Last Flesh by Christopher Dewdney
Life in the Transhuman Era

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Synopsis

Never before has human life been able to change itself, to reach into its own genetic structure and rearrange its molecular basis -- now it can. We are about to enter the transitional period between the human and posthuman eras -- the transhuman age. In Last Flesh, poet, philosopher and media critic Christopher Dewdney takes a personal look at this transitional era -- its culture, media and technology. | The goal of transhumanism is to surpass our human limitations, and already this new era is being heralded by an unprecedented expansion of human capabilities. Genetic engineering, artificial intelligence and neuroscience are about to give humans the keys to their own destiny. Voice-recognition, as well as computer-assisted literature and art, will provide a new cultural richness. Nano-technology, robotics and physics will produce astounding new advances in engineering. Last Flesh explores the impact, both social and moral, of these innovations. | Sweeping broadly across our present-day media landscape -- from the Internet to body piercing, from televisions to prostheses, from plastic surgery to cryonics -- Last Flesh recasts the present in the shifting and eerie light of the deep future. A thoughtful and accessible interpretation of our changing species by one of our most original thinkers, Last Flesh is brilliant and provocative.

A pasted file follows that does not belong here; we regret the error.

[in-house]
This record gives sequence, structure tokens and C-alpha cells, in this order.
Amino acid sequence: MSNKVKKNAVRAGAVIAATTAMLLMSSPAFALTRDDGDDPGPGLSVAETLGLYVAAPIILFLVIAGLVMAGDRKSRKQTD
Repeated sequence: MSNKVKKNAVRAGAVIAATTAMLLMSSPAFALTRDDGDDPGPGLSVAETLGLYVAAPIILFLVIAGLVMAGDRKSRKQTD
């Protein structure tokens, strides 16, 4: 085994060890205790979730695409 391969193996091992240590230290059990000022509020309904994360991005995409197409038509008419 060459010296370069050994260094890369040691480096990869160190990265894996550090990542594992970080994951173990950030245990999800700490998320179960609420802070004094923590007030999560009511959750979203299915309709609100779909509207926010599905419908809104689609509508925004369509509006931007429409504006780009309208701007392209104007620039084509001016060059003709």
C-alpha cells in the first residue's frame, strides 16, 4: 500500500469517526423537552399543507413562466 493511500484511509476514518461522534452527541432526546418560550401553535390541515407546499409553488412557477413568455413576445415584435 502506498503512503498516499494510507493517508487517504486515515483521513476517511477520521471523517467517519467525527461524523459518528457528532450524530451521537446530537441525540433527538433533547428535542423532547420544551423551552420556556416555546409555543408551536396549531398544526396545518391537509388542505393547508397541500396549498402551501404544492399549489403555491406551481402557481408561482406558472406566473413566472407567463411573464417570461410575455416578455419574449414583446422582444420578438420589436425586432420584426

About Christopher Dewdney

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Christopher Dewdeny was born May 9, 1951. He has been nominated for the Governor General's Award three times, twice for poetry, once for non-fiction. Dewdney currently teaches creative writing at Calumet College at York University and serves as an Academic Advisor. He has won first prize in the CBC Literary Competition for poetry and is currently a contributing media panelist on TVOntario's Studio 2.
 
Published February 1, 1998 by Harpercollins Canada. 284 pages
Genres: . Non-fiction